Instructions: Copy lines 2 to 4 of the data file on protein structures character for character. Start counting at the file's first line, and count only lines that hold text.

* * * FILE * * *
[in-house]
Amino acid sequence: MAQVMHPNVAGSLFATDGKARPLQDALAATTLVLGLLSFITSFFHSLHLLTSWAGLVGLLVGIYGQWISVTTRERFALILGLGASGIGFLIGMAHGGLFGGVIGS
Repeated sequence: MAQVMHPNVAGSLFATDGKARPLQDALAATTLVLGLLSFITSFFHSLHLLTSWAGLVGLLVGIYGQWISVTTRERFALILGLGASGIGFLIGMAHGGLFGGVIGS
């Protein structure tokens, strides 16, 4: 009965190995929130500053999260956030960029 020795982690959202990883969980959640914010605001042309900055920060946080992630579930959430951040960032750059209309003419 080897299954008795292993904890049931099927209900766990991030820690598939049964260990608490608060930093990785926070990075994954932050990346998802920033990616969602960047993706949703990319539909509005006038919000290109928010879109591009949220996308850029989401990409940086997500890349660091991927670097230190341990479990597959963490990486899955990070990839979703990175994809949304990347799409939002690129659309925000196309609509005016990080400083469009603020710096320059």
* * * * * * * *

Amino acid sequence: MAQVMHPNVAGSLFATDGKARPLQDALAATTLVLGLLSFITSFFHSLHLLTSWAGLVGLLVGIYGQWISVTTRERFALILGLGASGIGFLIGMAHGGLFGGVIGS
Repeated sequence: MAQVMHPNVAGSLFATDGKARPLQDALAATTLVLGLLSFITSFFHSLHLLTSWAGLVGLLVGIYGQWISVTTRERFALILGLGASGIGFLIGMAHGGLFGGVIGS
């Protein structure tokens, strides 16, 4: 009965190995929130500053999260956030960029 020795982690959202990883969980959640914010605001042309900055920060946080992630579930959430951040960032750059209309003419 080897299954008795292993904890049931099927209900766990991030820690598939049964260990608490608060930093990785926070990075994954932050990346998802920033990616969602960047993706949703990319539909509005006038919000290109928010879109591009949220996308850029989401990409940086997500890349660091991927670097230190341990479990597959963490990486899955990070990839979703990175994809949304990347799409939002690129659309925000196309609509005016990080400083469009603020710096320059």